From Banshees to Vampires… An Interview with Steven Severin


Marshall WardCategories:2012Featured Articles

Rock Cellar Magazine

It’s an unsettling tale of terror and tormented humanity.  A small village has fallen under a vampire’s curse, and the boundaries between the real and unreal have blurred.

Steven Severin, co-founding member of Siouxsie and the Banshees, has composed a new score for Vampyr –the 1932 horror movie by Danish director Carl Theodor Dreyer.  Severin is currently on tour, screening the film and playing the instrumental score solo on stage — his third Music for Silents project.

Severin co-created Siouxsie and the Banshees alongside goth priestess Siouxsie Sioux in 1976, and was featured on all 16 albums and 30 singles as co-lyricist and songwriter during the band’s two-decade career.

Rock Cellar Magazine recently tracked down the reputedly dark and mysterious Severin, who was surprisingly charming (like any persuasive vampire should be) during a wide-ranging conversation about Vampyr, Siouxsie, and the original Lollapalooza.

RCM: Tell us about the film Vampyr, and how it compares to the Twilight franchise, in which vampires are portrayed as dreamy hunks whose perfect complexions belie their nocturnal existences?

SS: I can’t really comment on the Twilight movies as I haven’t seen any of them — and don’t intend to! Vampyr was shot in 1931, making it one of the earliest vampire movies ever made — the only significant predecessors being Nosferatu (1922) and the lost Lon Chaney film, London After Midnight (1927). Vampyr is not based on Bram Stoker’s Dracula, but rather Sheridan Le Fanu’s Carmilla.

I think what is quite shocking for people seeing Vampyr for the first time is the lack of cliches that have evolved since. There is no garlic, no bats, and no use of crosses or holy water. No fangs even.

RCM: Were you approached to write a new score, and is Vampyr a public domain film?

SS:  I choose all the movies I score, not that I would be adverse to the odd commission now and then, it just hasn’t happened so far. The film itself is out of copyright, but I wanted to use the brilliant new restoration by Eureka/Masters of Cinema, so I came to an agreement with them where I now have special permission to do this current tour.

RCM: How have the U.K. shows been going since the Vampyr tour premiered in Edinburgh back in January?

SS:  Unlike other scores, I ran this one to the wire and was still tinkering with it a day or so before the premiere. It’s the longest score I’ve attempted so I was very aware of the possibility of over-cooking it. The film itself is very dreamlike and understated, so I wanted to preserve that and indeed highlight those qualities. I also wanted to gauge the reaction before committing the music to disc. That reaction has been great, really positive, so I’m taking the opportunity afforded me by a two-week break in live shows to recompile and expand the material so that it works as a standalone CD without the film.

RCM: Can you share some insight into the craft of writing soundtrack music?

SS:  There are two parts to the process: the first involves watching, re-watching, reading, researching and watching some more! That part takes months. Once I feel I have absorbed enough, the second part begins: composing the music. This part is usually very fast. I did Vampyr over three weeks at quite a leisurely pace. It’s very much a jigsaw puzzle. You zone in on one cue, write that and then see if it can fit or be adapted to another cue. Themes evolve using this method. Gradually, piece by piece the score comes to life.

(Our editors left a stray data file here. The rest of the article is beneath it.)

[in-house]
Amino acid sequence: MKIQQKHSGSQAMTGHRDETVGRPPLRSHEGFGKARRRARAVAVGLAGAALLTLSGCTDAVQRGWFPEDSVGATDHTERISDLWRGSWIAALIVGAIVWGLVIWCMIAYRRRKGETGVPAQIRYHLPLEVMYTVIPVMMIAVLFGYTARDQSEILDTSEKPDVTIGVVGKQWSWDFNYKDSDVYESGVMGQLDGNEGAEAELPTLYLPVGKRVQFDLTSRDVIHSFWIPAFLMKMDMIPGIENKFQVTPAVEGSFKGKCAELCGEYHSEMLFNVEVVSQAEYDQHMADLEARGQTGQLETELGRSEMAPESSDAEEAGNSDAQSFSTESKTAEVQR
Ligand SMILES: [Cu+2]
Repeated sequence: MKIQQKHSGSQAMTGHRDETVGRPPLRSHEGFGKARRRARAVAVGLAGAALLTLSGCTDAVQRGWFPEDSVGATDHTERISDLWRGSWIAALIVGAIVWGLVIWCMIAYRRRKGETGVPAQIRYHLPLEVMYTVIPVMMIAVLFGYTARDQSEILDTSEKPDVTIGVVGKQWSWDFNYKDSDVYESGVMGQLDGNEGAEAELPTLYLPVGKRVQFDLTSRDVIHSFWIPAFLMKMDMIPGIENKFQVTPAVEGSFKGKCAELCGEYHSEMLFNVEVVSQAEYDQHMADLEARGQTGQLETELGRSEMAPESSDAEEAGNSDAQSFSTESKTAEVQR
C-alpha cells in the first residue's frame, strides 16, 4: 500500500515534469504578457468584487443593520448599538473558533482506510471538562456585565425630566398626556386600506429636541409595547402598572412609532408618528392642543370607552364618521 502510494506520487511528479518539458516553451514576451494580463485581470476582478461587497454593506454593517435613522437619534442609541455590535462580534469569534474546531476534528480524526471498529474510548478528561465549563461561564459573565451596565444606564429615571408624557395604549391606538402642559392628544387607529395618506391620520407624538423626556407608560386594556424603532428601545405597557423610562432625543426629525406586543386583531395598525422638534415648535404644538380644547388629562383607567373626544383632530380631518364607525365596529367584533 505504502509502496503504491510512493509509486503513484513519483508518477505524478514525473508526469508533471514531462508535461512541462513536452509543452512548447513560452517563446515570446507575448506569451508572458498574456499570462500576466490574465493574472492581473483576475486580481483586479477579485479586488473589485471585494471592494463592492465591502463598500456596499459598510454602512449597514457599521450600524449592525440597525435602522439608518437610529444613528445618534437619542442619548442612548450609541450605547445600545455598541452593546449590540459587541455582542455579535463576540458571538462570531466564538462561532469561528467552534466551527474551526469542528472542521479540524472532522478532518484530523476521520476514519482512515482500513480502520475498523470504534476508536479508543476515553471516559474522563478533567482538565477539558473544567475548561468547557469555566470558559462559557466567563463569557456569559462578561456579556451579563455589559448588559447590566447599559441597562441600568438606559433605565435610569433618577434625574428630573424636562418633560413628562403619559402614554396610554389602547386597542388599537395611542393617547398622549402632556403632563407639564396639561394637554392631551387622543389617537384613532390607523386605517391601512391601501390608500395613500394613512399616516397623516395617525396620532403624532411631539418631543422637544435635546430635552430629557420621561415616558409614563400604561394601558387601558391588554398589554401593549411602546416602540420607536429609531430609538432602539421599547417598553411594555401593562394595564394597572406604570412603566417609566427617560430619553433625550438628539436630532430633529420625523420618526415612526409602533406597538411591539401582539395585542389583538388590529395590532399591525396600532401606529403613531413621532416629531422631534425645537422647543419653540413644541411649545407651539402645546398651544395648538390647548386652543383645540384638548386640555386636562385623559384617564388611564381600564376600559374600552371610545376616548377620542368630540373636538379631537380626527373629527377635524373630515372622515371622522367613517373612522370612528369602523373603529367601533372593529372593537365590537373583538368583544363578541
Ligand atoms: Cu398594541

From “Vampyr” 1932; Carl Theodor Dreyer

RCM: Do you consider yourself a film buff?

SS:  I’d say “enthusiast” rather than “buff.” My knowledge pales in comparison to some people I’ve met on the festival film circuit.

I tend to enjoy anything macabrely entertaining, surrealistically erotic, absorbing and intelligently thrilling–

–So most things by David Lynch, Ingmar Bergman, Roman Polanski, Luis Bunuel, Tarkovsky, Von Trier, Pasolini, Fellini and Russ Meyer. It all started when I was eight or nine with Jason & the Argonauts and Dr. No.  So, you can blame Ray Harryhausen and Ursula Andress.

From: “Vampyr” 1932

RCM: Your previous score was Jean Cocteau’s 1930 film Blood of a Poet, which was not a strictly silent film — nor is Vampyr, right?

SS:  Yes. Both were made on the cusp of silent to sound so they still have a silent aesthetic, particularly in the acting styles. And, as both films were subtitled, I felt I could just remove all the original sound. My music tends to stray into the realm of sound design anyway, so I think this approach really works.

RCM:  It was 20 years ago this past summer, Lollapalooza founder Perry Farrell took a chance organizing a traveling music festival featuring alt-rock acts like Jane’s Addiction, Living Colour, Nine Inch Nails, Violent Femmes, and your band, Siouxsie and the Banshees. Can you shed some light on the inaugural Lollapalooza tour in the summer of ’91?

SS:  We were invited on the tour by Perry Farrell and Dave Navarro (Jane’s Addiction). At that time, Jane’s Addiction weren’t particularly well known over in England, so it wasn’t an instant “yes.” We had an album coming out, Superstition, so it was perfect timing and that’s really what swung it. I’m glad we did say yes, as it was one of my personal highlights. Behind the scenes, some people were wary that we were just being invited to add some old-school credibility, but it was obvious as soon as we met them that Perry and Dave were big fans.